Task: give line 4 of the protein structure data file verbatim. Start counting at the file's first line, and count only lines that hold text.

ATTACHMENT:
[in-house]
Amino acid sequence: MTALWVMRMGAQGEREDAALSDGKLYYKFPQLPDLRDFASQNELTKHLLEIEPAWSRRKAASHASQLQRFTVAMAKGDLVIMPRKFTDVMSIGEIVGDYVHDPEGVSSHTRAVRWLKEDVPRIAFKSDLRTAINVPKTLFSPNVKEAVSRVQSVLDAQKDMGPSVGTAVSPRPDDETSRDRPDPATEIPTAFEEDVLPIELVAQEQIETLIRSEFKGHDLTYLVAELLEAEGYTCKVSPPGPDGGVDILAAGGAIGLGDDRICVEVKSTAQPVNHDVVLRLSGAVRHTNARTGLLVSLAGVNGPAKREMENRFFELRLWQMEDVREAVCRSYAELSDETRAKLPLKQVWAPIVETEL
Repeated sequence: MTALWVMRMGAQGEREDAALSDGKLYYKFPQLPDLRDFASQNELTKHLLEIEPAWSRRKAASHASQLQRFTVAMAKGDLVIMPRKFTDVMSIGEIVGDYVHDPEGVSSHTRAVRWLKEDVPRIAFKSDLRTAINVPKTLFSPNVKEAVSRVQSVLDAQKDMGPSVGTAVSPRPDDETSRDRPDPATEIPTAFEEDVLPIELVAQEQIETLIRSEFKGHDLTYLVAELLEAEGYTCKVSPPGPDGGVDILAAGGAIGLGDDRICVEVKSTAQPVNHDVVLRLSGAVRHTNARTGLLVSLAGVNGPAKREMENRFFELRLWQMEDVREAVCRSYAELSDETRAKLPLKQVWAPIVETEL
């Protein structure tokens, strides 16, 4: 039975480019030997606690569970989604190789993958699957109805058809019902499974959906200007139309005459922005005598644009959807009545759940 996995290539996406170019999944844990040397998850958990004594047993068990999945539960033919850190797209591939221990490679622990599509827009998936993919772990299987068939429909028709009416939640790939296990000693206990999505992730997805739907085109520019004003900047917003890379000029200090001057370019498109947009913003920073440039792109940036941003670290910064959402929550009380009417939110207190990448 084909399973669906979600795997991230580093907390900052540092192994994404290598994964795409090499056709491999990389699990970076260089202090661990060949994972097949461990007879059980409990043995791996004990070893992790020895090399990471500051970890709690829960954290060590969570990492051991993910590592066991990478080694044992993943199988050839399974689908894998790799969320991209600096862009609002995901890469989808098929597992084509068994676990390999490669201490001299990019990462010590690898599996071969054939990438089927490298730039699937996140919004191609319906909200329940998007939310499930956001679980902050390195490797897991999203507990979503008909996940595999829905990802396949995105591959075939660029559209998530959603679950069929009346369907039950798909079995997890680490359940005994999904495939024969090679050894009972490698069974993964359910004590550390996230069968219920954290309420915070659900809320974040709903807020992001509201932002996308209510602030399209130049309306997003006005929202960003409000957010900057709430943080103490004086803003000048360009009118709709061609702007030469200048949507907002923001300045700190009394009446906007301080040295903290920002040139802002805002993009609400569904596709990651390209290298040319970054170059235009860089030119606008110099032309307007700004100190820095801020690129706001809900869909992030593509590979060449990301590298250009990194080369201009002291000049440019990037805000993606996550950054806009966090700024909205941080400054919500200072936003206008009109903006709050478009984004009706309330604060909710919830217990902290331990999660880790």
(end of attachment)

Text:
């Protein structure tokens, strides 16, 4: 039975480019030997606690569970989604190789993958699957109805058809019902499974959906200007139309005459922005005598644009959807009545759940 996995290539996406170019999944844990040397998850958990004594047993068990999945539960033919850190797209591939221990490679622990599509827009998936993919772990299987068939429909028709009416939640790939296990000693206990999505992730997805739907085109520019004003900047917003890379000029200090001057370019498109947009913003920073440039792109940036941003670290910064959402929550009380009417939110207190990448 084909399973669906979600795997991230580093907390900052540092192994994404290598994964795409090499056709491999990389699990970076260089202090661990060949994972097949461990007879059980409990043995791996004990070893992790020895090399990471500051970890709690829960954290060590969570990492051991993910590592066991990478080694044992993943199988050839399974689908894998790799969320991209600096862009609002995901890469989808098929597992084509068994676990390999490669201490001299990019990462010590690898599996071969054939990438089927490298730039699937996140919004191609319906909200329940998007939310499930956001679980902050390195490797897991999203507990979503008909996940595999829905990802396949995105591959075939660029559209998530959603679950069929009346369907039950798909079995997890680490359940005994999904495939024969090679050894009972490698069974993964359910004590550390996230069968219920954290309420915070659900809320974040709903807020992001509201932002996308209510602030399209130049309306997003006005929202960003409000957010900057709430943080103490004086803003000048360009009118709709061609702007030469200048949507907002923001300045700190009394009446906007301080040295903290920002040139802002805002993009609400569904596709990651390209290298040319970054170059235009860089030119606008110099032309307007700004100190820095801020690129706001809900869909992030593509590979060449990301590298250009990194080369201009002291000049440019990037805000993606996550950054806009966090700024909205941080400054919500200072936003206008009109903006709050478009984004009706309330604060909710919830217990902290331990999660880790």